Sometimes I get the opportunity to collaborate on unique projects that don’t necessarily have to do with engineering.
DOOM was a pioneer of PC gaming, and the nostalgia of watching someone play is undeniable to me. To commemorate the release of the new DOOM game, I had the honor of contributing a play through of DOOM episode 2 (The Shores of Hell) for NewRetroWave’s gaming channel. Here’s the full playlist, including Bryan Eddy and StevePlayGaem’s runs as well.
Using an Arduino Micro and some low-level port register writing you can drive TM1803-based tri-color LED string lights. The challenge was getting the timing correct on the output pin. An extra CPU instruction or two introduced from refactoring can throw off the timing since there’s only around 200ns tolerance on the RZ line. Fortunately I had my Tektronix Oscilloscope (pictured, BEBOP) to spy on the signal and nail it down. I may someday use what I learned here to write a faster driver for the TFTv2.
I’m taking a break from Arduino stuff for a while, though and focusing on my bigger projects. I’ve written up a great deal of the protocols and specs for the Distributed Neural Network AI project, including the machine vision, voice recognition, and node setup scripts. The purpose of this project is to have a self-hosted neural network AI that can delegate pieces of its service over Multipath TCP; the goal here is Jarvis meets Siri meets IBM Watson, all hosted on your own consumer hardware. I still have some editing to do so the papers will be published sometime around August. I’ve spent a great deal of time and care working on each individual system and unifying them in a useful way is very challenging.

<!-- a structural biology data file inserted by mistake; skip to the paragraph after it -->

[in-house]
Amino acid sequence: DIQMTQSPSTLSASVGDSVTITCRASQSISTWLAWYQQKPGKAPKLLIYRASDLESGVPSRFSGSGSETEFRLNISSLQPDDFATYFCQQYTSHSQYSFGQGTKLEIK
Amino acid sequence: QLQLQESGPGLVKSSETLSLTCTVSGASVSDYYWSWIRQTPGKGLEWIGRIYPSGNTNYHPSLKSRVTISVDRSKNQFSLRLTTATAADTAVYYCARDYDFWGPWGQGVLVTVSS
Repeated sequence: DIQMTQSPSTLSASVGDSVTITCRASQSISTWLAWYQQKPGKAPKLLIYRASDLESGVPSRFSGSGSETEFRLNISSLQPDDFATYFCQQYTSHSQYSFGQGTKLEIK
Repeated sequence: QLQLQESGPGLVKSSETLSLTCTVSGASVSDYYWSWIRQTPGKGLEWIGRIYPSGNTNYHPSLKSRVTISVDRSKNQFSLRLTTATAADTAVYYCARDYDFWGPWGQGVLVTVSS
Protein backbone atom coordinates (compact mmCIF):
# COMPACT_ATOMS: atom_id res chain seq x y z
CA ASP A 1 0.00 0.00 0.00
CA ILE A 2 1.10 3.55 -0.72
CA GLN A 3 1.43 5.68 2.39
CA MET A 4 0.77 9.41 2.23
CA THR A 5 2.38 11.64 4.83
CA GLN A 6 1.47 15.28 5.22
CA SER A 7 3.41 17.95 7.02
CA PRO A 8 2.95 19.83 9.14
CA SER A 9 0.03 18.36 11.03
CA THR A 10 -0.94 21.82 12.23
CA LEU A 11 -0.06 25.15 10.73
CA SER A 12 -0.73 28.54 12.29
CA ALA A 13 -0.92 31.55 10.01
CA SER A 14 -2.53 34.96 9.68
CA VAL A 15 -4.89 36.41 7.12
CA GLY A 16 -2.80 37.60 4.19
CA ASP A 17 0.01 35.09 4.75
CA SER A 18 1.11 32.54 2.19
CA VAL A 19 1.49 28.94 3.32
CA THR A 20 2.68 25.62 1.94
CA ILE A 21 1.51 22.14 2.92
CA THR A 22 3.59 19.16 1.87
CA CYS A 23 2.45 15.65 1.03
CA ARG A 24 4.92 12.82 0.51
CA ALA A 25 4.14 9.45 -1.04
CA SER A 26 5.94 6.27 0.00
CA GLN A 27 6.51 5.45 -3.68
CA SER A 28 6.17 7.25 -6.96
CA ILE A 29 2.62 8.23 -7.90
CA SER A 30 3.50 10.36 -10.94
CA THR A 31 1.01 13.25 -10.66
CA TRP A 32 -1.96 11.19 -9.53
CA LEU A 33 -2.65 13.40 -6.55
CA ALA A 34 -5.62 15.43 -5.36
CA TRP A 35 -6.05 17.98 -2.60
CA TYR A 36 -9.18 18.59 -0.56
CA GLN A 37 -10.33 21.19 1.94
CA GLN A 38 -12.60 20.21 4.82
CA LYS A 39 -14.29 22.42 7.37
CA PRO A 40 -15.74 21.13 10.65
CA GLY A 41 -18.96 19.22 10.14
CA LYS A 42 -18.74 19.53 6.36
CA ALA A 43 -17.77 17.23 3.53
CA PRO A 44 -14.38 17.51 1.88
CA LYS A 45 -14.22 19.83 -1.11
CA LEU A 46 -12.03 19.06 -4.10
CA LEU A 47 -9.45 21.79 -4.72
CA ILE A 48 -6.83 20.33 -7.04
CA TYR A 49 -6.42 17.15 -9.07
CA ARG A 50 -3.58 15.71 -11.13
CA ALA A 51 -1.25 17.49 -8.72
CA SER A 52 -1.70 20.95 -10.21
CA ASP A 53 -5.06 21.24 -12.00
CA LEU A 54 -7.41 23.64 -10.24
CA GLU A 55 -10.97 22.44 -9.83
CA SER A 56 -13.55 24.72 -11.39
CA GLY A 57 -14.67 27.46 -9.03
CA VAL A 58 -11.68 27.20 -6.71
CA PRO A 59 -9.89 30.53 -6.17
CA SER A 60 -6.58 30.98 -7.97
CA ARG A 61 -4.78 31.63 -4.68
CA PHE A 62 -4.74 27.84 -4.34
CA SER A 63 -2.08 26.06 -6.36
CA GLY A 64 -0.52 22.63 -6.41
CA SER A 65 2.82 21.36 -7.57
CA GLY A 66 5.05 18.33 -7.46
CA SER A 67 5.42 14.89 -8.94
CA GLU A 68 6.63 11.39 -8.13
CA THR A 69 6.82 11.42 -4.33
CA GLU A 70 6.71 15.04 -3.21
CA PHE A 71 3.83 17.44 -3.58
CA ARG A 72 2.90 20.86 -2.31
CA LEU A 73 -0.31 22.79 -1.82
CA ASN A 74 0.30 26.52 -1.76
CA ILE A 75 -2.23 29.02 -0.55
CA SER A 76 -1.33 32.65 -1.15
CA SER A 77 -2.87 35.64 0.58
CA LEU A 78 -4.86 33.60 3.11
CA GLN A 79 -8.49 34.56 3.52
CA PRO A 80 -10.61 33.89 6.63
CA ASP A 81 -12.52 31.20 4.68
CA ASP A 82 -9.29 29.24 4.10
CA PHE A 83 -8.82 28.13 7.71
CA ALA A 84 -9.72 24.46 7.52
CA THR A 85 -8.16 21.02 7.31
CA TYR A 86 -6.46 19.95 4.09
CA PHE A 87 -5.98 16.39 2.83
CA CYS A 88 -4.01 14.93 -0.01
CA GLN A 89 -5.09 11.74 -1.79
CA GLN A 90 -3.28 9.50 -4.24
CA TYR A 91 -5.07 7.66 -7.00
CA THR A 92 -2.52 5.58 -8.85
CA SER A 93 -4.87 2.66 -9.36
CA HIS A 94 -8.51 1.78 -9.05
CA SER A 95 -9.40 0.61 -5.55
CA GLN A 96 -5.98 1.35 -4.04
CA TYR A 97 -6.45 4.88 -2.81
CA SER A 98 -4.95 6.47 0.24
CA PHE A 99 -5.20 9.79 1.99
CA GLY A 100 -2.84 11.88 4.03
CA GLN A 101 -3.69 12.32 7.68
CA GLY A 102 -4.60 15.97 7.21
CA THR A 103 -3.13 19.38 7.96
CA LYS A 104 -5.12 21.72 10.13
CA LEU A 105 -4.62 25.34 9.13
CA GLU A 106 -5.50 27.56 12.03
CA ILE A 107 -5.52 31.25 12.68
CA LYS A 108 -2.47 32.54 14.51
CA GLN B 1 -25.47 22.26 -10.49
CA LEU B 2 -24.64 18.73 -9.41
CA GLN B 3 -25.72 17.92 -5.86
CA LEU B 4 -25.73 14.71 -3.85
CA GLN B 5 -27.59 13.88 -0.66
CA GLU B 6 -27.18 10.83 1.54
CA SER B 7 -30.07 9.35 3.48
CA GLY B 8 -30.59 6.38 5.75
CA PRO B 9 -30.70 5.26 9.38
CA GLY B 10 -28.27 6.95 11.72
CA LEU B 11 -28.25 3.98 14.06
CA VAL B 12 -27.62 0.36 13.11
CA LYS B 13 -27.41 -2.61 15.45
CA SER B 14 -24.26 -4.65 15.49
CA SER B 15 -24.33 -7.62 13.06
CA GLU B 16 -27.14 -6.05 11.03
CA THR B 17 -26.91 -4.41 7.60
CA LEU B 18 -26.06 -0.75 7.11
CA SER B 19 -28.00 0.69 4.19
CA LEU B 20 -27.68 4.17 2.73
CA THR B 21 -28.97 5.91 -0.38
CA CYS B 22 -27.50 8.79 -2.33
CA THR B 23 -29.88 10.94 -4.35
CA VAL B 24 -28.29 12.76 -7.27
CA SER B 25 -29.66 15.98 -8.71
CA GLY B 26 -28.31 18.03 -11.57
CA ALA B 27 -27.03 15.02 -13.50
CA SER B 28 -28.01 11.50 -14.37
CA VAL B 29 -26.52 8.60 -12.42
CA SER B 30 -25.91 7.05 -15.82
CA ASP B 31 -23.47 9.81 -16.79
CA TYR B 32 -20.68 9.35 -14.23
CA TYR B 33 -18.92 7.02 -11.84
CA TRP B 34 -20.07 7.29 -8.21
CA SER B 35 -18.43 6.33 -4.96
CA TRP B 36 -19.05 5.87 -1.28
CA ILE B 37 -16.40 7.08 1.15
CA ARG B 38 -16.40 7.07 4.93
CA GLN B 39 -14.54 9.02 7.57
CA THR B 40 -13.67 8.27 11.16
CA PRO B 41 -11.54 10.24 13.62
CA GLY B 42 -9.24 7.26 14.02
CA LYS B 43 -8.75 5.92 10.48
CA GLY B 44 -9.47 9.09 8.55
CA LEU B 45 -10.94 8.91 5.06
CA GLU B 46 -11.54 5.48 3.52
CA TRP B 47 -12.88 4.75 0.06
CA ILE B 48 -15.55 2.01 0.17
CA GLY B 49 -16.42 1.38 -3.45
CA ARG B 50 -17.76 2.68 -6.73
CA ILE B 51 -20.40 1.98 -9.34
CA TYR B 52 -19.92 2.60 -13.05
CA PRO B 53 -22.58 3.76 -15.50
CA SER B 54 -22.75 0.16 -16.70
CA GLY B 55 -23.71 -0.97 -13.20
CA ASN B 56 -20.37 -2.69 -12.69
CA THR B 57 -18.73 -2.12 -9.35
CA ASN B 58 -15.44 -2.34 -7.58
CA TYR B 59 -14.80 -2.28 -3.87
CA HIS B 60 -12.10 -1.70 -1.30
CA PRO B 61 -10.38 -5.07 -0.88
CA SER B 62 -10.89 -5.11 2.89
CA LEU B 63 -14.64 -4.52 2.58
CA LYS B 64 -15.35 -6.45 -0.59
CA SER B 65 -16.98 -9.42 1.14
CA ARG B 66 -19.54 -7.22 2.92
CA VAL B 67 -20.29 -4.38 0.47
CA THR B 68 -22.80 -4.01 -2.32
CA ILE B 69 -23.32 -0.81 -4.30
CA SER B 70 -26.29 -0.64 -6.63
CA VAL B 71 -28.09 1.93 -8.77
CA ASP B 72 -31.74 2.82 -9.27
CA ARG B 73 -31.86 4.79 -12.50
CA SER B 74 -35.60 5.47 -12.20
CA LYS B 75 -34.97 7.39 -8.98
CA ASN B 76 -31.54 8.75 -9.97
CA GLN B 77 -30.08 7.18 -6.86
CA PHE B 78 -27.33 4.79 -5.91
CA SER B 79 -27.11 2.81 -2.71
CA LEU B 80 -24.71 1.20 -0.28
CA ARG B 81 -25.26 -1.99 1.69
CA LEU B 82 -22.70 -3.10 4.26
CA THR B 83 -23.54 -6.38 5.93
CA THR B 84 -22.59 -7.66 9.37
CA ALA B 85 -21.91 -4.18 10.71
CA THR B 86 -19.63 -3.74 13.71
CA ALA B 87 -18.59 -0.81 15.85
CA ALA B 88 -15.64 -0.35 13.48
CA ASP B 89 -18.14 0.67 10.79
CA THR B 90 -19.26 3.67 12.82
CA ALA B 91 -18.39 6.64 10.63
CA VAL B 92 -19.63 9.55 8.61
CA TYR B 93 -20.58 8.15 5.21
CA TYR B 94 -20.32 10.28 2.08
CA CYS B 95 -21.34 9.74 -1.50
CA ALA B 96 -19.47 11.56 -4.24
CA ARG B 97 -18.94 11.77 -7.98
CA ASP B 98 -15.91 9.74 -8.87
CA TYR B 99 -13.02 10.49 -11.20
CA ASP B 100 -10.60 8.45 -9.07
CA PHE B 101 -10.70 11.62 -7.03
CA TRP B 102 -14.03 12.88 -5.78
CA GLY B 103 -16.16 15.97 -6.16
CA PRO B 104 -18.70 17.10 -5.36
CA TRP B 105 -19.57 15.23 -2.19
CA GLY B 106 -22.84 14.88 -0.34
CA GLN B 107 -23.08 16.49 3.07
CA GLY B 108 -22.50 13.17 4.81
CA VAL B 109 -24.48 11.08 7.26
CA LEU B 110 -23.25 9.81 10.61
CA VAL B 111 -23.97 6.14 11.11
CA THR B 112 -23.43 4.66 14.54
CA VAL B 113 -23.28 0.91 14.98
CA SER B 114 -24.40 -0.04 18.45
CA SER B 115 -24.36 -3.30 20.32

Atomic is still at the top of my project list. Most of the hard grunt work is finished, which really just leaves synchronization and some UI adjustments left before the initial release. I split synchronization tasks off into a separate tool. This may seem like a weird choice, but there are actually multiple command line tools already–and scheduling synchronization in a cron job or Windows Task Scheduler would be a piece of cake if you could call it without arguments.
I just sent out the first newsletter about this app. If you’d like to hear more updates please sign up on the project page.
Here’s an Arduino-powered Clock with Email and Twitter Notifications. It communicates over serial via USB. The computer sends it messages, which it parses and then displays. I’ll be uploading a build video soon.